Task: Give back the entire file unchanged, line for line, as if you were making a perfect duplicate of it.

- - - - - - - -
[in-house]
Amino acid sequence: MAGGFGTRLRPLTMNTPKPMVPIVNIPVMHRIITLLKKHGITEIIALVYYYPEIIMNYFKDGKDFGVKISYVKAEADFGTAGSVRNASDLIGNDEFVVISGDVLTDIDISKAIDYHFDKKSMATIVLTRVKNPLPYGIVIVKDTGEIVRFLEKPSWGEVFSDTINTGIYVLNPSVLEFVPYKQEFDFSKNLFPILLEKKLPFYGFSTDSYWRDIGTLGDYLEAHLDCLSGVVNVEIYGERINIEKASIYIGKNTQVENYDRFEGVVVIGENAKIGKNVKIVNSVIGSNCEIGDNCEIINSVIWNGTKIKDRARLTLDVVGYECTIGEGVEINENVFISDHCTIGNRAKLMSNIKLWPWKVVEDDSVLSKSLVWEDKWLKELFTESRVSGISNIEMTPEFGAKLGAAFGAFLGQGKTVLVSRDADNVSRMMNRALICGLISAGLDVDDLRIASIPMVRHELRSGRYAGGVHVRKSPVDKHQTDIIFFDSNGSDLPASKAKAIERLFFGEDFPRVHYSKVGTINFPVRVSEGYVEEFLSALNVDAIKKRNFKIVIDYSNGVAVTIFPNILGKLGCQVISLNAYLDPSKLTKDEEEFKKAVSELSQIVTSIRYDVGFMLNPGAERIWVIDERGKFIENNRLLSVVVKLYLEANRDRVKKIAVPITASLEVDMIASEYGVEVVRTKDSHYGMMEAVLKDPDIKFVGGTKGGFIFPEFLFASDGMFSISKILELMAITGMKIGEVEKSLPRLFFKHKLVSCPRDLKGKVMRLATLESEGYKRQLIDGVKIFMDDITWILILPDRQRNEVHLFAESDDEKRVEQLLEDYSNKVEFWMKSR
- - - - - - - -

[in-house]
Amino acid sequence: MAGGFGTRLRPLTMNTPKPMVPIVNIPVMHRIITLLKKHGITEIIALVYYYPEIIMNYFKDGKDFGVKISYVKAEADFGTAGSVRNASDLIGNDEFVVISGDVLTDIDISKAIDYHFDKKSMATIVLTRVKNPLPYGIVIVKDTGEIVRFLEKPSWGEVFSDTINTGIYVLNPSVLEFVPYKQEFDFSKNLFPILLEKKLPFYGFSTDSYWRDIGTLGDYLEAHLDCLSGVVNVEIYGERINIEKASIYIGKNTQVENYDRFEGVVVIGENAKIGKNVKIVNSVIGSNCEIGDNCEIINSVIWNGTKIKDRARLTLDVVGYECTIGEGVEINENVFISDHCTIGNRAKLMSNIKLWPWKVVEDDSVLSKSLVWEDKWLKELFTESRVSGISNIEMTPEFGAKLGAAFGAFLGQGKTVLVSRDADNVSRMMNRALICGLISAGLDVDDLRIASIPMVRHELRSGRYAGGVHVRKSPVDKHQTDIIFFDSNGSDLPASKAKAIERLFFGEDFPRVHYSKVGTINFPVRVSEGYVEEFLSALNVDAIKKRNFKIVIDYSNGVAVTIFPNILGKLGCQVISLNAYLDPSKLTKDEEEFKKAVSELSQIVTSIRYDVGFMLNPGAERIWVIDERGKFIENNRLLSVVVKLYLEANRDRVKKIAVPITASLEVDMIASEYGVEVVRTKDSHYGMMEAVLKDPDIKFVGGTKGGFIFPEFLFASDGMFSISKILELMAITGMKIGEVEKSLPRLFFKHKLVSCPRDLKGKVMRLATLESEGYKRQLIDGVKIFMDDITWILILPDRQRNEVHLFAESDDEKRVEQLLEDYSNKVEFWMKSR